Mother of sighs, mother of darkness, mother of tears, mother of cats and plants, and legislation to quell your pain or break your sanity….
If you’ve bequeathed twenty-three pairs of chromosomes to a living creature, if you’ve inherited a friend or relative’s descendents, or if you’ve taken in the orphaned of any species, I hope your Sunday was to your liking. I started reading Sue Black‘s book All That Remains a week ago and came across a passage that was quite fitting for Mother’s Day, so I mentioned it on my bookface.
The part of you which came directly from your biological mother that isn’t simply half of your DNA and that will likely always be a part of you is inside your ear.
As the author explains, “While it is a fallacy that a pregnant woman eats for two, she does need to ensure that her diet is sufficient to meet not only her own needs but also those of her very demanding passenger.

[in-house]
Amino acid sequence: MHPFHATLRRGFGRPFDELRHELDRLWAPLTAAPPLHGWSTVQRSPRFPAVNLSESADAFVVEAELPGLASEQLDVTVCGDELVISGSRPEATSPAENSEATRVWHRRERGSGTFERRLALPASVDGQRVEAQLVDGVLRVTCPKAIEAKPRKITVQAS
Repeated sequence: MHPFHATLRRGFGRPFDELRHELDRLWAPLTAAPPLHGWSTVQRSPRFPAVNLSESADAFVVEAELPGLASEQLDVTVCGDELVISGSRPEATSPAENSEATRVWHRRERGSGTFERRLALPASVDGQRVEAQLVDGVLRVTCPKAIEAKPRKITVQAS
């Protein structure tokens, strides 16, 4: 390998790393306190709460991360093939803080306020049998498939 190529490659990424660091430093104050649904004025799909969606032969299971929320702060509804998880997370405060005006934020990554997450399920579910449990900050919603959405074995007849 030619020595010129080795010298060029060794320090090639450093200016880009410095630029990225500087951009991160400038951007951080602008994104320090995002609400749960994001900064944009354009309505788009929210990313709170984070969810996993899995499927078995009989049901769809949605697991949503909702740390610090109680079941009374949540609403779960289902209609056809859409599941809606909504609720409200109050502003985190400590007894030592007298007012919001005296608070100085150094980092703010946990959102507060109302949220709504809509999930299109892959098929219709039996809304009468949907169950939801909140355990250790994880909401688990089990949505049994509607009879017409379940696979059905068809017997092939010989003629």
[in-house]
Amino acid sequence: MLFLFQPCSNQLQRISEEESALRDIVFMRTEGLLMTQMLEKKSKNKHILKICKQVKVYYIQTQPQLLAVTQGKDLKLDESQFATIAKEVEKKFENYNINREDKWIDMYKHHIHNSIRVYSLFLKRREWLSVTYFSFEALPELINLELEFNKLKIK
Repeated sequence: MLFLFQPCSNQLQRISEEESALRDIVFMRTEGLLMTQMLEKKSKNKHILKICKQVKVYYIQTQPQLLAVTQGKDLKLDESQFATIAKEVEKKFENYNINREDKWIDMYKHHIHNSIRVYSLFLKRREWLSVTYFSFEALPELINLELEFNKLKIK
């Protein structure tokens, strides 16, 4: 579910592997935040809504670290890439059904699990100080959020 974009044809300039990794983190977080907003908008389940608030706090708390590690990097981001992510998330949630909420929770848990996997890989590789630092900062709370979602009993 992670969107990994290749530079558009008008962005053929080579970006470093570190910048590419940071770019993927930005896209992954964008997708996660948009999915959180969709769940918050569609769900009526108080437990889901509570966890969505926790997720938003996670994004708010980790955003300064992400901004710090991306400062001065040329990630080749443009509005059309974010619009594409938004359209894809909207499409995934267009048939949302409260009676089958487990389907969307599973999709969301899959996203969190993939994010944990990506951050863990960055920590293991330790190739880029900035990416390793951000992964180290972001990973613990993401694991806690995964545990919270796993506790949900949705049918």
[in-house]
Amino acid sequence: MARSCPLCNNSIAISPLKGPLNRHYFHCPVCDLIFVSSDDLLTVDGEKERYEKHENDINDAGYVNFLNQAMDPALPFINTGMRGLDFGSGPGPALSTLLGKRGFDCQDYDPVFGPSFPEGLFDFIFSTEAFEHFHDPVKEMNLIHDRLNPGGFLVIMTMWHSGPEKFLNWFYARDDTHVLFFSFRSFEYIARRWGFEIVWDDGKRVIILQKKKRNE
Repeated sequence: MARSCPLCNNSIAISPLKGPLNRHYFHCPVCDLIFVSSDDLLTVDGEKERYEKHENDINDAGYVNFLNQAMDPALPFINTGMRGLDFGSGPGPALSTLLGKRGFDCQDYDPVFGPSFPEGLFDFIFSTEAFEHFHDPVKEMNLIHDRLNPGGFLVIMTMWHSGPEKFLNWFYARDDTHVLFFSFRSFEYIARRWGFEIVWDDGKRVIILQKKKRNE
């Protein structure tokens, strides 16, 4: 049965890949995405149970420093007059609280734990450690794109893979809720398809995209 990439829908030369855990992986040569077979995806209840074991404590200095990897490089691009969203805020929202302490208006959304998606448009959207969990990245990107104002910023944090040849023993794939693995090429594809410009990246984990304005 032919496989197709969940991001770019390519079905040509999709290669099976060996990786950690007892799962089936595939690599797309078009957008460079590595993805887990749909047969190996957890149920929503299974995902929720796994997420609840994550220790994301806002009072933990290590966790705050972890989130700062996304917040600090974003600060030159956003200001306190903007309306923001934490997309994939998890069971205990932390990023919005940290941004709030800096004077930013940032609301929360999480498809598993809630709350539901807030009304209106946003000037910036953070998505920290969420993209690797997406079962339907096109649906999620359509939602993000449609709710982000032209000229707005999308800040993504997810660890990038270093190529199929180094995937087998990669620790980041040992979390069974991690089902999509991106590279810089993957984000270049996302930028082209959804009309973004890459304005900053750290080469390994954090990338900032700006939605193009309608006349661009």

“The nutrient building blocks required to construct our otic capsule were supplied by Mum from what she was eating around sixteen weeks into her pregnancy. So within our head, in that minute piece of bone just big enough to hold four raindrops, we will perhaps carry for the rest of our lives the elemental signature of what our mother had for lunch when she was four months pregnant. Proof, if any were needed, that our mums never leave us, and a whole new perspective on the mystery of how they manage to get inside our heads” (38, 39).
Find out exactly where the otic capsulse is located at Britannica.com.